the enjoyment of the vast historical panopy [sic] stretched out on all sides. The great and beautiful palace
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of the Hapsburg's palace (Burg) in the city and the simply marvelous summer place called Schornbron [sic]. Here Marie
Theresa raised her 16 children and gave orders to the rest of the world, From here little Marie Antoinette went to become
Queen of France and her sister to become Queen of Holland, Here Napoleon
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lived from 1804 - 1809 and married the daughter of the Emperor of Austria. Here Franz Joseph was born, reigned longer than
any monarch in history and finally died to join 137 kings of the Hapsburg line in a common resting place.
Here Mozart, Hayden Shubert and Bethoven [sic] left their immortal heritage that still lives so brightly in
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the heart of the people. These are not the war like Herren folk of north Germany. They as in the past sip their small sips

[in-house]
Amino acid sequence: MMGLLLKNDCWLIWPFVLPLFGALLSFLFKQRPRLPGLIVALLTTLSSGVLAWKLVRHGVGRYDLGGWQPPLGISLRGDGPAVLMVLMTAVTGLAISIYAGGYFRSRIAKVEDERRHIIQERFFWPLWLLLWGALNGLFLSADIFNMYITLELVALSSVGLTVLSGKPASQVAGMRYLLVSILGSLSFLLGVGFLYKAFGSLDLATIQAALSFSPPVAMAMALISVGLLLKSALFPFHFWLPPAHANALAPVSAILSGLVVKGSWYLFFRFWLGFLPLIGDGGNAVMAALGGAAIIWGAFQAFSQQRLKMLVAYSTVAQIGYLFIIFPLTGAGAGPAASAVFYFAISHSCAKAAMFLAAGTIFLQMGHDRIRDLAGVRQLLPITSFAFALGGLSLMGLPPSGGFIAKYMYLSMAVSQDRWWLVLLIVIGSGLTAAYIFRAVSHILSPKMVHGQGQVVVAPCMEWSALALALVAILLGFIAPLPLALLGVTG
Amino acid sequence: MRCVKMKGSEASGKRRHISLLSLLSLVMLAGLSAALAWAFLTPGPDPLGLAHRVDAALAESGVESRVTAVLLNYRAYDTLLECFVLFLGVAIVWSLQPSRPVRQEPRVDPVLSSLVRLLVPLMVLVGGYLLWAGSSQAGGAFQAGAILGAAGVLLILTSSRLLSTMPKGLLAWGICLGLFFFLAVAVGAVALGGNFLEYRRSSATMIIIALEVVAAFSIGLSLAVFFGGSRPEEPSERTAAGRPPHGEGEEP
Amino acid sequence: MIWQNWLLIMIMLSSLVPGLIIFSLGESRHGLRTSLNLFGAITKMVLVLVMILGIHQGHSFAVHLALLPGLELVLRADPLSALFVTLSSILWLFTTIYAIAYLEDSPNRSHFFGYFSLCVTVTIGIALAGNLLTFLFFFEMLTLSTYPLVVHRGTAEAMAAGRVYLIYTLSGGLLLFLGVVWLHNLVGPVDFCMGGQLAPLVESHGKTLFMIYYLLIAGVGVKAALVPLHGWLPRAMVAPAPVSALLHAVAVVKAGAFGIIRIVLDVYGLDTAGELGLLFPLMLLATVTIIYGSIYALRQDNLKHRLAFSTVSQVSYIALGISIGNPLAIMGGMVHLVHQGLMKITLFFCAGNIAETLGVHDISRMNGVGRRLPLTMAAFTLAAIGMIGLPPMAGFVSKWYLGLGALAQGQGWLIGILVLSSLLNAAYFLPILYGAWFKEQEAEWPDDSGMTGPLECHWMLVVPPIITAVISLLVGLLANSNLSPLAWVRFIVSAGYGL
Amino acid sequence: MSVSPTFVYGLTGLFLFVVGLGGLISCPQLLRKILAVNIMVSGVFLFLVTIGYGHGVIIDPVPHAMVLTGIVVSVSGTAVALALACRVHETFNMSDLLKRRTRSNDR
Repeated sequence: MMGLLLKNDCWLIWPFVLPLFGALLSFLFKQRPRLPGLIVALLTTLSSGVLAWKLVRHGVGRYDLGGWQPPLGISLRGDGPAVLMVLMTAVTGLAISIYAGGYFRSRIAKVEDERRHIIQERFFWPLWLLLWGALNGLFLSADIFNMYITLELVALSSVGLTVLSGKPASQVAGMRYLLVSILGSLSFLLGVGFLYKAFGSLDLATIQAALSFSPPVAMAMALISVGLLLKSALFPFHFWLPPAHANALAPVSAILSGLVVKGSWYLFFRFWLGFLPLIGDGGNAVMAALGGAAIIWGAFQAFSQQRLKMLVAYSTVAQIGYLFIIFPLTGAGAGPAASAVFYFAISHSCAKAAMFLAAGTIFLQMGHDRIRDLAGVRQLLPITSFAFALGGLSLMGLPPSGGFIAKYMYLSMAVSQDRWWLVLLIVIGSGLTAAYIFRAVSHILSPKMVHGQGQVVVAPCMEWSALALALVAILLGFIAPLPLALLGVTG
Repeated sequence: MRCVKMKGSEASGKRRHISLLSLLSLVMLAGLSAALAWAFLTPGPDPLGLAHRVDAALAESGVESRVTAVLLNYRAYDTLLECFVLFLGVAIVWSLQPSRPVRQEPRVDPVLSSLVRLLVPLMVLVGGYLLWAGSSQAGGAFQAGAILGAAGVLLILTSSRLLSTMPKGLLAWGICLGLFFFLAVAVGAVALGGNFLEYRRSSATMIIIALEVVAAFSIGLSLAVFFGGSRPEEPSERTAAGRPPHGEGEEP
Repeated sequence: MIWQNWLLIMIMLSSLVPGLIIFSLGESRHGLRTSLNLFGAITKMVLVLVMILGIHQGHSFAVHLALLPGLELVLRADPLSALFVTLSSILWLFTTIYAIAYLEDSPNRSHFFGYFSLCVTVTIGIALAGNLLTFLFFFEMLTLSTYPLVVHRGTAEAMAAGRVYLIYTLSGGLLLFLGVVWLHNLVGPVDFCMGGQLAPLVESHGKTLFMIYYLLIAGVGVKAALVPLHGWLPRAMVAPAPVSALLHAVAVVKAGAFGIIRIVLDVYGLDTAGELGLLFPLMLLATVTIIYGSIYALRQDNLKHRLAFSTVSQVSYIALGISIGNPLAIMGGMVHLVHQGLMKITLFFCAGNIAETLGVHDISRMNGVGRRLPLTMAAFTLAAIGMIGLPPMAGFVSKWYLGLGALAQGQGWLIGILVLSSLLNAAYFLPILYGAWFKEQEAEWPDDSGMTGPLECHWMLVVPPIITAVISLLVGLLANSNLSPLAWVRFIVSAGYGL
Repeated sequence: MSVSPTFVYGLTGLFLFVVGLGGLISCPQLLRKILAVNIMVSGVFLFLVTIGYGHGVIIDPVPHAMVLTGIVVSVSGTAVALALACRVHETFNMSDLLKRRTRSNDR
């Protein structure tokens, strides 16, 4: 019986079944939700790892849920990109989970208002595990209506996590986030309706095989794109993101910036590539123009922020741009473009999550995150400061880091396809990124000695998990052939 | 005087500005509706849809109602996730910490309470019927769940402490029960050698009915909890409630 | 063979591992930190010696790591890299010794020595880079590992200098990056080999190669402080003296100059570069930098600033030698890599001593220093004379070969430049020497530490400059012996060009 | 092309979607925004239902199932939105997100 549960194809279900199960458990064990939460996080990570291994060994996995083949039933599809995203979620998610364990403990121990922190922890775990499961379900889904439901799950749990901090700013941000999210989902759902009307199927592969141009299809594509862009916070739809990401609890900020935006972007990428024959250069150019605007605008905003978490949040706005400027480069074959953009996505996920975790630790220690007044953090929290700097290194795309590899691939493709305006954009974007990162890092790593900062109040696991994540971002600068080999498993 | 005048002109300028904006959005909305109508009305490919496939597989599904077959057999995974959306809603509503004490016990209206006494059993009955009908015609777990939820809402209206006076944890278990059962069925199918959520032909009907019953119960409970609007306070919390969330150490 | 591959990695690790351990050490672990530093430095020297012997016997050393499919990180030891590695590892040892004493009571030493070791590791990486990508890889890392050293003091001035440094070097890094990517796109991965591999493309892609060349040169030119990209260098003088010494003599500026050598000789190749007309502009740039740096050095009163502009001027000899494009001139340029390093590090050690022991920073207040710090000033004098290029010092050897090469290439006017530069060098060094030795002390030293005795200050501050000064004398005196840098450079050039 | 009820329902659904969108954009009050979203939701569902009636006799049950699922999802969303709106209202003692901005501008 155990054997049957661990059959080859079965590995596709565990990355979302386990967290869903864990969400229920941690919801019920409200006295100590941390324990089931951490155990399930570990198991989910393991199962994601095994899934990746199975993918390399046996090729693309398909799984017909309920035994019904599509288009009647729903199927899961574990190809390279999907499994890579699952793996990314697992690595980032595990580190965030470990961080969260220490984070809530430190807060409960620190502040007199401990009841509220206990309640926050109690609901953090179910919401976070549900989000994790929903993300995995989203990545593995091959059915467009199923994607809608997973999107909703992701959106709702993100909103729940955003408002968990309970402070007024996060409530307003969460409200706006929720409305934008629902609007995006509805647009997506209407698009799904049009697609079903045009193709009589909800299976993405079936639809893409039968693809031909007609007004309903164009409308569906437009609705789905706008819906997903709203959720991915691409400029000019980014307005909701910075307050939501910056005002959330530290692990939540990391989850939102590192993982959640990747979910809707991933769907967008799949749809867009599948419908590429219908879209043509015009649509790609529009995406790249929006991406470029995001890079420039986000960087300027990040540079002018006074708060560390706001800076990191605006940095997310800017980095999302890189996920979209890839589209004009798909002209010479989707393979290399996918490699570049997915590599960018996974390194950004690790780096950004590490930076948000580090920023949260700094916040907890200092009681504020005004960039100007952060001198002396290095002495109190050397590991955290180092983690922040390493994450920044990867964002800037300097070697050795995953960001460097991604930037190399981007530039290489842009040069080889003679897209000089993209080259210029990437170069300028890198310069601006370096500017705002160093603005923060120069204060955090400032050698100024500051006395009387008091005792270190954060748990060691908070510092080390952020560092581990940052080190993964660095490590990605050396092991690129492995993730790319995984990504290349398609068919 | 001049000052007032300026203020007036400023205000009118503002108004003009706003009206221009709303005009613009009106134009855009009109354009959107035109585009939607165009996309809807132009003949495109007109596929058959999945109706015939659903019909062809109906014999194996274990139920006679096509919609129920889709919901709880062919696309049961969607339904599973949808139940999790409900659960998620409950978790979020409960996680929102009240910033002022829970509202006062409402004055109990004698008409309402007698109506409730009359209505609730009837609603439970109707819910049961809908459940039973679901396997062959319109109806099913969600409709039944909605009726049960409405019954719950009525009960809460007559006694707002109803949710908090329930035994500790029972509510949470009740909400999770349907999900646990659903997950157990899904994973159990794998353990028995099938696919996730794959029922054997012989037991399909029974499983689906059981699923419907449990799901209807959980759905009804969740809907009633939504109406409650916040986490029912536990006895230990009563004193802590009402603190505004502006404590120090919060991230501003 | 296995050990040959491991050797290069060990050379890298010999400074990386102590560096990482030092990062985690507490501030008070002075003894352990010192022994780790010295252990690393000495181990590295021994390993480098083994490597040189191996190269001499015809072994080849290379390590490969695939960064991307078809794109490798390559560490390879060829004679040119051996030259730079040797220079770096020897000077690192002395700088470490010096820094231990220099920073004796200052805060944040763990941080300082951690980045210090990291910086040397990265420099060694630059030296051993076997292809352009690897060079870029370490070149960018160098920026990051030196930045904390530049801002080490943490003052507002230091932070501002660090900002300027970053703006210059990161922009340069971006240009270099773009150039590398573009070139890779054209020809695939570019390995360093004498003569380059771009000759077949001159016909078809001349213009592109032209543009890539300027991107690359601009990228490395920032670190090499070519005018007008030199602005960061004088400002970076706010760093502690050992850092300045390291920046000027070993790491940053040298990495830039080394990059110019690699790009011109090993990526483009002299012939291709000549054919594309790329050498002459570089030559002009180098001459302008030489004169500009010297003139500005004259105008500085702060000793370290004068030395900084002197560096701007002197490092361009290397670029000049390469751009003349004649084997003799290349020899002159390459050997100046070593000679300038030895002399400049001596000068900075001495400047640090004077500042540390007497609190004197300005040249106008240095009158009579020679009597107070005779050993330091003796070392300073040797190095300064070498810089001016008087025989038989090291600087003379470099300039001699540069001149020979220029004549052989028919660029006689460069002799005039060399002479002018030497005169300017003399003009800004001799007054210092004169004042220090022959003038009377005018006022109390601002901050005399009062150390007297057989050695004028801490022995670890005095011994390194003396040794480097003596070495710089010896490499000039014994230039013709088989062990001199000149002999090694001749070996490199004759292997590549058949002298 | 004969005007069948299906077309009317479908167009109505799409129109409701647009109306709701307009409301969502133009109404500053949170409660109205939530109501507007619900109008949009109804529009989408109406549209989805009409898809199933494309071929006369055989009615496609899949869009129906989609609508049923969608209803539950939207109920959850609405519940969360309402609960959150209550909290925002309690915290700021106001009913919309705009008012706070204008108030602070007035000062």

of Turkish coffee at the numerous out of door cafes. On weekends they hike by the thousands to the nearby Vienna woods.
This city is the melting pot of the East and West. The Turkish influence is still seen in its
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church towers and architecture, its people are more cosmopolitan than those seen in the German cities, They are poor, but
so was Shubert - so was Bethoven [sic] who was buried in potter's field before his genius became appreciated. Vienna is
still a fascinating place.
I had the pleasure of making sounds at the world famous Allgemeines Krankenheit [sic] (3000 bed gen. hospital).
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It is shabby and poor, treatment at least 15 - 20 years behind ours yet to watch Herr Geheinrat Prof. Dr. Herman Finsterer
operate was a great privilege. He has done over 8,000 gastric resections, No one else in the world can even approach this.
Tomorrow night I go to Salzburg, up in the Austrian Alps. I hope that all goes well. I love you all so much.